The Met Council on Jewish Poverty has introduced a new texting service designed to let victims of violence safely report attacks, the Jewish Week reports. Met Council announced on Tuesday that its new Secure Text initiative will allow people subject to any form of abuse — sexual, physical, spiritual, financial, verbal or any other form of domestic abuse or sex trafficking — to contact Met Council caseworkers, trained social workers who will answer the calls.

David Greenfield, the agency’s executive director, said Met Council, which in a usual year handles 700 to 800 family violence cases, has dealt with more than 1,000 so far this year. While the agency assists people from any religious or ethnic background, most of domestic abuses complaints Met Council has received are from the Jewish community, Greenfield said in an interview with The Jewish Week.

With the new app, a text sent from a cell phone or smartphone will automatically disappear, making it impossible for an abuser to trace it.

The texting number, (917) 540-0225, went into operation this week, and will be available 8 a.m.-midnight, the same hours as Met Council’s extant domestic violence call-in helpline ([212] 453-9592).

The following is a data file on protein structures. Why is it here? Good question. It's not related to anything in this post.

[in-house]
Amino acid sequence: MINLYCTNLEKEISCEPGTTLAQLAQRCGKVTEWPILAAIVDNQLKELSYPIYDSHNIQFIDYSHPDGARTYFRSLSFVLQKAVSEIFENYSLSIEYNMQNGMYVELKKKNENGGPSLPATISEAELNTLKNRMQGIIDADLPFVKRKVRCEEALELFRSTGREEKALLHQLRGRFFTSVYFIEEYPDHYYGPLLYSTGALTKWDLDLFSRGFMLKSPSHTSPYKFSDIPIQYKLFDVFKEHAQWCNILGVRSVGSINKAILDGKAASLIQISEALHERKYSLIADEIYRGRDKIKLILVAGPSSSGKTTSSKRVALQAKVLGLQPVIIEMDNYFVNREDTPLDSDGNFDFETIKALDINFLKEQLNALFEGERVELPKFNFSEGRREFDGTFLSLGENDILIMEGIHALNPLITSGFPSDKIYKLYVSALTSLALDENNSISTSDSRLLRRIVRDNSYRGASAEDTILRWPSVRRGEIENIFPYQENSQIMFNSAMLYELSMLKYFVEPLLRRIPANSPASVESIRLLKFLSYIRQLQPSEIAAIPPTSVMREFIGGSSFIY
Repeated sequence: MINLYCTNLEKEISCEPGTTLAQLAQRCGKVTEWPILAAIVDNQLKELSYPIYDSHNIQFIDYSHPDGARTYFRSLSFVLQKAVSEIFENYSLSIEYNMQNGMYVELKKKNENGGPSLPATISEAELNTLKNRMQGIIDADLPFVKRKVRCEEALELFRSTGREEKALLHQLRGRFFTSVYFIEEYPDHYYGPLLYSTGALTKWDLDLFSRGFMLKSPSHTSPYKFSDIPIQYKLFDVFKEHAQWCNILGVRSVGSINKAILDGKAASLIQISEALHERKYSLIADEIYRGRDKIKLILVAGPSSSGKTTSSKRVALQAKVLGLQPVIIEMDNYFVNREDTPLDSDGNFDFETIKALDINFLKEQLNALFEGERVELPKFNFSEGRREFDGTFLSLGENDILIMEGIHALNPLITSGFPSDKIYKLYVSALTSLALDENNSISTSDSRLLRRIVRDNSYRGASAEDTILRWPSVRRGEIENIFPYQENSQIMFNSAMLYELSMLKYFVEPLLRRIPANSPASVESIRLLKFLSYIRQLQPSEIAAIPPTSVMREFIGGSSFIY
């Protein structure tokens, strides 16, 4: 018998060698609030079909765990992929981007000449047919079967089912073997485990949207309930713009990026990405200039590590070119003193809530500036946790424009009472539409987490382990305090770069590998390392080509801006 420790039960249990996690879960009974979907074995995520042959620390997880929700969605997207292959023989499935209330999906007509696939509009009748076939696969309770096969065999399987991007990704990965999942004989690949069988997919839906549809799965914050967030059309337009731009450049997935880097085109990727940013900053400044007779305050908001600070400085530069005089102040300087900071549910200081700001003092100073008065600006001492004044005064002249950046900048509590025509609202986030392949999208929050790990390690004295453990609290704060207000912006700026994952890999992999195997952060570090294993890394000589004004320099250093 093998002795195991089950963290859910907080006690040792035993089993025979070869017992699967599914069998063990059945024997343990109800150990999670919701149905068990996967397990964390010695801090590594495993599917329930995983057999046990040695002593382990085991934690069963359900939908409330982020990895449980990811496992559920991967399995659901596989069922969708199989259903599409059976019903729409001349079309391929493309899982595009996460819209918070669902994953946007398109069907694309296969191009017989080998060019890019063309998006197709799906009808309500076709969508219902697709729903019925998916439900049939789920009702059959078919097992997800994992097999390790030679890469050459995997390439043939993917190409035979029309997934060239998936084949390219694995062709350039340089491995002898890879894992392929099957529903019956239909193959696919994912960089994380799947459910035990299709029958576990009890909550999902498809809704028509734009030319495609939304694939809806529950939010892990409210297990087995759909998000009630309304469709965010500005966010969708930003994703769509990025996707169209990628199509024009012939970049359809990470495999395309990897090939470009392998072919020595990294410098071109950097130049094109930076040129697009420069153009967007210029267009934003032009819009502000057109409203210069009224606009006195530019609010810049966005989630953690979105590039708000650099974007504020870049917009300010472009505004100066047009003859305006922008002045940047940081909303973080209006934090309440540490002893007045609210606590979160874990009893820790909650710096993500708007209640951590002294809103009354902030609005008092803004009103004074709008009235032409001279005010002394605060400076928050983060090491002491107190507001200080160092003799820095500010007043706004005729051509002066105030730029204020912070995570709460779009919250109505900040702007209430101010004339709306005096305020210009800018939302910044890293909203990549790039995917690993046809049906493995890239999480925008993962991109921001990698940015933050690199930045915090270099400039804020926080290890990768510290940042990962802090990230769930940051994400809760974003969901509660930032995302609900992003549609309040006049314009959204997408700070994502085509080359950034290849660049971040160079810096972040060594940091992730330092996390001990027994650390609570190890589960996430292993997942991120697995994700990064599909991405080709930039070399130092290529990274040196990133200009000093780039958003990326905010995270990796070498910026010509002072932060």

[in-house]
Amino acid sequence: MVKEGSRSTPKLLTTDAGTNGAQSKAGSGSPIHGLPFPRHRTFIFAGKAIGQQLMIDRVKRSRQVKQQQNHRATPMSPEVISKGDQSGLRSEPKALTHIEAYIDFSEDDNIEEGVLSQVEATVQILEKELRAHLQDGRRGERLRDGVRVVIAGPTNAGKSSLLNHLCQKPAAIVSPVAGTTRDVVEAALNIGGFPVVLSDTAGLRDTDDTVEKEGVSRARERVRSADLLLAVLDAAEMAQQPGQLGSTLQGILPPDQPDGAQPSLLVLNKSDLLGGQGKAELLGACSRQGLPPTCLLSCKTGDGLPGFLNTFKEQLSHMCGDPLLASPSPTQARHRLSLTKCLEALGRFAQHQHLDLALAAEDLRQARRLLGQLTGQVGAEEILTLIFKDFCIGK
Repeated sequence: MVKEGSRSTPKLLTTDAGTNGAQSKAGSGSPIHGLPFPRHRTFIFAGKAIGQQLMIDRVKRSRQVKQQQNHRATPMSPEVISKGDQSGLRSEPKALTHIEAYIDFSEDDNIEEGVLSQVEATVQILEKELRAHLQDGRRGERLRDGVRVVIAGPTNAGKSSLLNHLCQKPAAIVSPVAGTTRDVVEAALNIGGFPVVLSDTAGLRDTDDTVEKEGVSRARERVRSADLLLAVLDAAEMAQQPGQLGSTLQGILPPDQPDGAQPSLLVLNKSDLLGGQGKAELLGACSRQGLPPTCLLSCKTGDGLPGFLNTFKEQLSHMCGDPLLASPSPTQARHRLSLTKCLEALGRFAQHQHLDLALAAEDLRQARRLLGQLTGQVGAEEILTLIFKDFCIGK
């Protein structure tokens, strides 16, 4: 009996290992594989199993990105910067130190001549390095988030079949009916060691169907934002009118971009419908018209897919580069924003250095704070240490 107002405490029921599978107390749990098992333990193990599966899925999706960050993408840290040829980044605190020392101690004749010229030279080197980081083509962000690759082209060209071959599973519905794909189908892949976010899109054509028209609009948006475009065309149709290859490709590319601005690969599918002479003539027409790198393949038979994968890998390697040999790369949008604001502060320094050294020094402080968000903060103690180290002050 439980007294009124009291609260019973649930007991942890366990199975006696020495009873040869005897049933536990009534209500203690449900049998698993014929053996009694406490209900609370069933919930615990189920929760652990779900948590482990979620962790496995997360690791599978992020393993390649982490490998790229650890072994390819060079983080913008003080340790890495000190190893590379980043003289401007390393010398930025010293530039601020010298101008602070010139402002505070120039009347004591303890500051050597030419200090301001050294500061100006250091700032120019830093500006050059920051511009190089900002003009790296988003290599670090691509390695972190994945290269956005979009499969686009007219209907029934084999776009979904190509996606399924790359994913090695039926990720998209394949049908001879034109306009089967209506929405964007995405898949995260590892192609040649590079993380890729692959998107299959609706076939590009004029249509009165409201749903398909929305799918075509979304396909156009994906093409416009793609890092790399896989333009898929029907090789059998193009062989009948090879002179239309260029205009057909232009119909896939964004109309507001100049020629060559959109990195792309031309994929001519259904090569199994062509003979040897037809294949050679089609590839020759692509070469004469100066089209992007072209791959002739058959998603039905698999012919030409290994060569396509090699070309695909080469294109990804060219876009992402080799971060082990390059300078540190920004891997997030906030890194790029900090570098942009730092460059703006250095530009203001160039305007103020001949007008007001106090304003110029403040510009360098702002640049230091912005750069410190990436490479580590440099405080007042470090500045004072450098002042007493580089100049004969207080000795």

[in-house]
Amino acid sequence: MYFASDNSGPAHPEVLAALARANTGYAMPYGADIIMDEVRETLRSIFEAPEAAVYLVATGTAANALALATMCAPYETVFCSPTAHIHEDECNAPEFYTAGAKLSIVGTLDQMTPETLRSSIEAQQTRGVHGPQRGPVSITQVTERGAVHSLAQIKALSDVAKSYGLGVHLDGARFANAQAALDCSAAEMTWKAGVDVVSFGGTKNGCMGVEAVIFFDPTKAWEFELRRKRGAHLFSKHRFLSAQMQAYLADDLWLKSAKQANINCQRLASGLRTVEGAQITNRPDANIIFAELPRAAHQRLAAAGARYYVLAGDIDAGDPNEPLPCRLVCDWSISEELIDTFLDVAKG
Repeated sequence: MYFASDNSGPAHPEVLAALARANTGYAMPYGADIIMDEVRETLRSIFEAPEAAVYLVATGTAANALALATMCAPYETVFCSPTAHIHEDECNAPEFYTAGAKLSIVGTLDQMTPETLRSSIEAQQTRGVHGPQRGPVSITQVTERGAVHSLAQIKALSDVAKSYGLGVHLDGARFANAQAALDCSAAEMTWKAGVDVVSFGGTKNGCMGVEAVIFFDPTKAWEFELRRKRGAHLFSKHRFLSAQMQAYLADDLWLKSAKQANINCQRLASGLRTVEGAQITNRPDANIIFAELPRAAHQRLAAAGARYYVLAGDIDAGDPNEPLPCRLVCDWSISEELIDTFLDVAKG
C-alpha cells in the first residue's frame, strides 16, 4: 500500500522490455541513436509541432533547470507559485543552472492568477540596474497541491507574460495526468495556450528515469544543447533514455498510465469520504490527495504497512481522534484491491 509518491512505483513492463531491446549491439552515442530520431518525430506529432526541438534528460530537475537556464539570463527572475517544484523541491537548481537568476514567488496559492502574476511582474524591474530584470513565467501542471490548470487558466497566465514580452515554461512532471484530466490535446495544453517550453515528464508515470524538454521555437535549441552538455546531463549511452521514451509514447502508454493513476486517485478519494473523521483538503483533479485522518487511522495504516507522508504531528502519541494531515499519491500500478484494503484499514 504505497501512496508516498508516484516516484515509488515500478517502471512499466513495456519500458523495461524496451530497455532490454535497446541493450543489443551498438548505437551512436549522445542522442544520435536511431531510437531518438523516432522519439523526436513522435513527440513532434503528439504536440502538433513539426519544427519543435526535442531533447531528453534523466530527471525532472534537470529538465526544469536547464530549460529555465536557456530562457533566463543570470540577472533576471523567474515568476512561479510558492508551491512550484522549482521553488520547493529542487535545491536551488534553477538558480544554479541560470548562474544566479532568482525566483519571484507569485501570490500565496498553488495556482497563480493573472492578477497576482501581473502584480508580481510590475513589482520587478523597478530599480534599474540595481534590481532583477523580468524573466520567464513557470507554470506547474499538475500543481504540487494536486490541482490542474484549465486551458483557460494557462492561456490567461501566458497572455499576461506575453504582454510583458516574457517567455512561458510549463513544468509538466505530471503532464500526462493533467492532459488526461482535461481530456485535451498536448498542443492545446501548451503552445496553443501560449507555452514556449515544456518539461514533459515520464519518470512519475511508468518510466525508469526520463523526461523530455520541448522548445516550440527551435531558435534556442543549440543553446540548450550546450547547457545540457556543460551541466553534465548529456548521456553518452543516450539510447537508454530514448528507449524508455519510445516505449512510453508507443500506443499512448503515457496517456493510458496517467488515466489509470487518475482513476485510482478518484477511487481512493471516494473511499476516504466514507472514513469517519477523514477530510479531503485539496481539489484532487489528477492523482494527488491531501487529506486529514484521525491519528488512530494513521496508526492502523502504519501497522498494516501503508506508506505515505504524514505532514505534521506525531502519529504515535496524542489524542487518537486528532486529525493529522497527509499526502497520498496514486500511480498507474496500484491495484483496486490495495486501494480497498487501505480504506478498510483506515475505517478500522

A new immigrant who was on a group flight with dozens of other people moving to Israel from North America on Tuesday has tested positive for the coronavirus, the immigration aid group Nefesh B’Nefesh told the Times of Israel. The woman was part of a group of 51 men and women from the U.S.

The organization said the woman and her daughter had tested positive for antibodies before their flight, but then decided to take a second test for the virus to see if they were still active carriers. After she arrived at her new home, the woman received the results from the private laboratory in the States stating that she tested positive for Covid-19. Her daughter received a negative result.